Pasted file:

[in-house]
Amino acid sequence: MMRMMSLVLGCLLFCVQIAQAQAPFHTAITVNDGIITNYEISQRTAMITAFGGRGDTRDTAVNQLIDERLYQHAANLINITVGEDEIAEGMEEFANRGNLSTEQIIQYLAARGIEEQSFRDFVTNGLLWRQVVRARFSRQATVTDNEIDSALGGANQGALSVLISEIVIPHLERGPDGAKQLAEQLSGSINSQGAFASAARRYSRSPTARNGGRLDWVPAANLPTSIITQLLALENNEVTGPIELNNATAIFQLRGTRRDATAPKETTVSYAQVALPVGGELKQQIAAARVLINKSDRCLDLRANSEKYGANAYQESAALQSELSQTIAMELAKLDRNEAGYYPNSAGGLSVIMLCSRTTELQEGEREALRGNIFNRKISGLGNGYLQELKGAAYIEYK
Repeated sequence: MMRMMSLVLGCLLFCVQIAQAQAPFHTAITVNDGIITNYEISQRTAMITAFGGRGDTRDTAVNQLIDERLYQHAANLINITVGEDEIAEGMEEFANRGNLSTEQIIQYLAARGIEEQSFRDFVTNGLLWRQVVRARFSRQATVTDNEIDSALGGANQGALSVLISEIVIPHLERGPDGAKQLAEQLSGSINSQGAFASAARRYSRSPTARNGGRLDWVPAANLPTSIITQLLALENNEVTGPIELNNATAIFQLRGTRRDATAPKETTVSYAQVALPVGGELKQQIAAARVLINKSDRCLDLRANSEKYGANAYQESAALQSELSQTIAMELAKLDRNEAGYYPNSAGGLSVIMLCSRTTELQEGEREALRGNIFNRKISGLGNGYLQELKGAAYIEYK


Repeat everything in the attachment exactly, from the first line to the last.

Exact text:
[in-house]
Amino acid sequence: MMRMMSLVLGCLLFCVQIAQAQAPFHTAITVNDGIITNYEISQRTAMITAFGGRGDTRDTAVNQLIDERLYQHAANLINITVGEDEIAEGMEEFANRGNLSTEQIIQYLAARGIEEQSFRDFVTNGLLWRQVVRARFSRQATVTDNEIDSALGGANQGALSVLISEIVIPHLERGPDGAKQLAEQLSGSINSQGAFASAARRYSRSPTARNGGRLDWVPAANLPTSIITQLLALENNEVTGPIELNNATAIFQLRGTRRDATAPKETTVSYAQVALPVGGELKQQIAAARVLINKSDRCLDLRANSEKYGANAYQESAALQSELSQTIAMELAKLDRNEAGYYPNSAGGLSVIMLCSRTTELQEGEREALRGNIFNRKISGLGNGYLQELKGAAYIEYK
Repeated sequence: MMRMMSLVLGCLLFCVQIAQAQAPFHTAITVNDGIITNYEISQRTAMITAFGGRGDTRDTAVNQLIDERLYQHAANLINITVGEDEIAEGMEEFANRGNLSTEQIIQYLAARGIEEQSFRDFVTNGLLWRQVVRARFSRQATVTDNEIDSALGGANQGALSVLISEIVIPHLERGPDGAKQLAEQLSGSINSQGAFASAARRYSRSPTARNGGRLDWVPAANLPTSIITQLLALENNEVTGPIELNNATAIFQLRGTRRDATAPKETTVSYAQVALPVGGELKQQIAAARVLINKSDRCLDLRANSEKYGANAYQESAALQSELSQTIAMELAKLDRNEAGYYPNSAGGLSVIMLCSRTTELQEGEREALRGNIFNRKISGLGNGYLQELKGAAYIEYK